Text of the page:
This article was originally published on oneroomwithaview.com.
Over the last eighteen years writer-director Alexander Payne has gradually established himself as an expert in reflecting his American milieu, drawing unlikely comedy from touching small-town drama. Although a screenwriter in his own right, Payne has excelled in bringing novels to the screen, winning Best Adapted Screenplay Oscars for Sideways and The Descendants.
Payne was born Constantine Alexander Payne to parents of Greek descent in 1961. His birthplace of Omaha, Nebraska, would later provide the setting for many of his films. After graduating high school in 1979 Payne majored in both Spanish and History at Stanford University.
Payne graduated from UCLA’s film programme in 1990, triumphantly receiving around 40 calls from industry pros impressed with his student short, The Passion of Martin. His first step into professional filmmaking was a writing deal with Universal Pictures, but his first full-length screenplay, an early version of About Schmidt, was rejected. Looking back this seems a small blip in the smooth trajectory of Payne’s career since.
Although he’s lived abroad in Colombia and Spain, each of Payne’s features to date take place on US turf. His Omaha-set debut, Citizen Ruth (1996), is in Payne’s own words an ‘abortion comedy’ co-written with Jim Taylor, who has collaborated with Payne on Election, About Schmidt and Sideways. Inspired by the true story of an American Indian woman addicted to spray paint and pregnant with her seventh child, Payne and Taylor created fiery aerosol addict Ruth Stoops.
In the film’s opening Ruth is arrested by cops who know her face better than their own, and shortly after learns she is pregnant. The promising premise of Ruth’s entrapment within a heated debate between anti-abortion and pro-choice campaign groups, both of whom want to use her as an example, never quite finds its wings. Despite a physically and vocally energetic lead performance from Laura Dern – whose father Payne later cast in Nebraska – Citizen Ruth disappoints due to lacklustre supporting performances. Reviewers had mixed opinions, but as his career progressed Payne’s critical fortunes have only increased.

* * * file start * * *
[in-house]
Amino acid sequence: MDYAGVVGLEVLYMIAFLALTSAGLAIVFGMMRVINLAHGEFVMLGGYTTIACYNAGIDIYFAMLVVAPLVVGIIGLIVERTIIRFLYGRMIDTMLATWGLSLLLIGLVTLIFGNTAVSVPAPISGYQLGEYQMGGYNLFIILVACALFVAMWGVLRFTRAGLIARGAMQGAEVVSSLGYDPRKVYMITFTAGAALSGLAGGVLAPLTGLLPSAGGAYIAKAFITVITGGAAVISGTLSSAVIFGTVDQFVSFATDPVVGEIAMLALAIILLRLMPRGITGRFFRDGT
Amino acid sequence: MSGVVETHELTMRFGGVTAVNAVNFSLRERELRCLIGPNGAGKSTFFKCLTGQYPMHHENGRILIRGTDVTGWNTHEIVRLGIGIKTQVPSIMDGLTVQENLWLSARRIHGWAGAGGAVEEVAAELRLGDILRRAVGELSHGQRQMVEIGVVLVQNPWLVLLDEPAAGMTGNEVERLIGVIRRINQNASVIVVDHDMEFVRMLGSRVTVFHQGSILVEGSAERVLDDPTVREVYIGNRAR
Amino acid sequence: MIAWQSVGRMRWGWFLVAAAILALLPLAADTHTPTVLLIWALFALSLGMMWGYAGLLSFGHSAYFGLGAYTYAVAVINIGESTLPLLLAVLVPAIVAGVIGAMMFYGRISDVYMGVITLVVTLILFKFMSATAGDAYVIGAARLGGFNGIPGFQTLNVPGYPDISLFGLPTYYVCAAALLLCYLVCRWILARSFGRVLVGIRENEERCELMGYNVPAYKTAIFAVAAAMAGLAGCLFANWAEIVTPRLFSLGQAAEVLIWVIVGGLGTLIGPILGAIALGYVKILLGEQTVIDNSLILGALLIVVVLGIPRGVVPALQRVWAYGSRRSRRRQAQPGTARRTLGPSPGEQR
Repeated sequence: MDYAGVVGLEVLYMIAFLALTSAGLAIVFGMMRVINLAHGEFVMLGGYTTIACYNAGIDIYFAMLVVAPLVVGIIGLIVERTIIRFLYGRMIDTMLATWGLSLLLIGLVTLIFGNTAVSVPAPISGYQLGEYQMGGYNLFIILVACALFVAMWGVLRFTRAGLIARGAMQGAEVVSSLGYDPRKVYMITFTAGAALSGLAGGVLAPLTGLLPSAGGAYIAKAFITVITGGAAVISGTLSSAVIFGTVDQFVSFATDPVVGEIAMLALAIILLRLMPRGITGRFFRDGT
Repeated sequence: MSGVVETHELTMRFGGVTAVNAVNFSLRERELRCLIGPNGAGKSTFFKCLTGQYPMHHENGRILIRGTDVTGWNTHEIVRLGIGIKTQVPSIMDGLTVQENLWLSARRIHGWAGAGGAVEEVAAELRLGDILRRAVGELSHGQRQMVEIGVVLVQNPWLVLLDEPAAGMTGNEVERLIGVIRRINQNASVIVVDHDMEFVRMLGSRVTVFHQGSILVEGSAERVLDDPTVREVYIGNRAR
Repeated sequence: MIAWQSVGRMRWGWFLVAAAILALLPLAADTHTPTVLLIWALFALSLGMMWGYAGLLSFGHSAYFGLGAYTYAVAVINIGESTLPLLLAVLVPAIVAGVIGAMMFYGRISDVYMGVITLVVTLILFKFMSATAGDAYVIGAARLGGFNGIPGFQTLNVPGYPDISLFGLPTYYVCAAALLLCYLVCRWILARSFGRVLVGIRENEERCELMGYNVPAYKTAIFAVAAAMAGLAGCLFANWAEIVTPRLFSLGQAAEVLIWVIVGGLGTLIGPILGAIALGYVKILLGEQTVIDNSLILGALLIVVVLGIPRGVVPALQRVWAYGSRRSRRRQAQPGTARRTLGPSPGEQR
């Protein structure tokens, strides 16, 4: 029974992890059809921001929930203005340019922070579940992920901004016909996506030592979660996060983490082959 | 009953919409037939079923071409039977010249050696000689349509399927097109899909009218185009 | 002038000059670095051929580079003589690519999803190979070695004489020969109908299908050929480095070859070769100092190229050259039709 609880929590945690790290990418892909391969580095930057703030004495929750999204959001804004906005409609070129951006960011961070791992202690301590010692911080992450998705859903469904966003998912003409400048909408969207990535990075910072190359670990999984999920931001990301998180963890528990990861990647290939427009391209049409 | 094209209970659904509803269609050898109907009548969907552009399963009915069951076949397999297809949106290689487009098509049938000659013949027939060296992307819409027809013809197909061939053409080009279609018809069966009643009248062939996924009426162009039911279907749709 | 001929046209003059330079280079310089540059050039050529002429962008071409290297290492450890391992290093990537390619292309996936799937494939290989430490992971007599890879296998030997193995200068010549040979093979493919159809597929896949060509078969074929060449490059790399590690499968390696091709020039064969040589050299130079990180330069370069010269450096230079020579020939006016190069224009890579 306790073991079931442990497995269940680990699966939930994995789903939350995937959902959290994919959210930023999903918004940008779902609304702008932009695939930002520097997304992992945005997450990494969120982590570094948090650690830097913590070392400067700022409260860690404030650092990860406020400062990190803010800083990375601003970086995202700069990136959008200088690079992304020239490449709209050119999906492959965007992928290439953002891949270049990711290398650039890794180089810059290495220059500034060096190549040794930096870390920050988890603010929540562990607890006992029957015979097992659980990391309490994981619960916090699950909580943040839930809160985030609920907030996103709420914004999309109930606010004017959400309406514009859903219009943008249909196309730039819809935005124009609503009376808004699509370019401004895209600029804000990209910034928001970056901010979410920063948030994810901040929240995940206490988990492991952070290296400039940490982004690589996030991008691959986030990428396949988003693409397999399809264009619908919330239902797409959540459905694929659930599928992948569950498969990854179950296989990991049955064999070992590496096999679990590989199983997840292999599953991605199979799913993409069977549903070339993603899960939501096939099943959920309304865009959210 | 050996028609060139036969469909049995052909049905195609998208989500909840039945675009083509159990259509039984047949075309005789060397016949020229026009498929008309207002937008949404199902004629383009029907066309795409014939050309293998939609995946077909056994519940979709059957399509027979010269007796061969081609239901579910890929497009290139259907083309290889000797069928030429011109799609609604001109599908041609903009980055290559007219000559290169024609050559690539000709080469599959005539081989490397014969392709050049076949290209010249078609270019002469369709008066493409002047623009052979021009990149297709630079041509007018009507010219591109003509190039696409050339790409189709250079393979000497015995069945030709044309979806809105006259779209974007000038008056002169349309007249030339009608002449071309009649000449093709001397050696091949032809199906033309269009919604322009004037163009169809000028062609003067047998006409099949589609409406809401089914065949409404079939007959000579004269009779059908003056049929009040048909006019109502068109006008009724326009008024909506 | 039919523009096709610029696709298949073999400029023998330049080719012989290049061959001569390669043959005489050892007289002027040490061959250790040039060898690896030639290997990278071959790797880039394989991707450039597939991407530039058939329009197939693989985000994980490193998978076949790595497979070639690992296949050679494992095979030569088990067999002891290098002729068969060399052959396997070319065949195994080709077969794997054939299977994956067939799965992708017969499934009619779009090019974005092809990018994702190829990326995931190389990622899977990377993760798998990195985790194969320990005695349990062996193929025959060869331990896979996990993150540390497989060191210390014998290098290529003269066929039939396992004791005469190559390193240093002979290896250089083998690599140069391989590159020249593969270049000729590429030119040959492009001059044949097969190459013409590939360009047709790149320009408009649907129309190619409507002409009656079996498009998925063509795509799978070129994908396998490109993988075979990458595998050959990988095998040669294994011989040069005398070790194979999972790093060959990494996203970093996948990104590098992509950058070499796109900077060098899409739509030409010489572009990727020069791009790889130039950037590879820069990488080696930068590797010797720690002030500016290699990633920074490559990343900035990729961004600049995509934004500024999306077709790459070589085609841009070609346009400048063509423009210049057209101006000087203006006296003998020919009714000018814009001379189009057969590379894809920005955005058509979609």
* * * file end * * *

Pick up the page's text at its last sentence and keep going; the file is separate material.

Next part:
Payne’s second feature, 1999’s Election, heralded his first Oscar nomination. This comedy centres on the embittered race for student government presidency at an Omaha high school, led by manipulative over-achiever Tracy (Reese Witherspoon). Election is sometimes credited with making Witherspoon a star, though Payne has modestly claimed that he merely saw potential in her which would have been fulfilled with or without his direction. Utilising voiceover, a technique characteristic of Payne’s films, Election’s story is variously narrated from the perspectives of connected characters including Tracy, competing president hopefuls and teacher Jim McAllister (Matthew Broderick).
Payne’s films often focus on turning points in their protagonists’ lives; Ruth Stoops is given the chance to make a fresh start, and the chaotic election of Payne’s follow up wreaks lasting changes on Jim’s life. This pattern continues with the long-gestating About Schmidt (2002), which introduces protagonist Warren Schmidt (Jack Nicholson) on the day of his retirement, which is closely followed by the death of his devoted wife (June Squibb).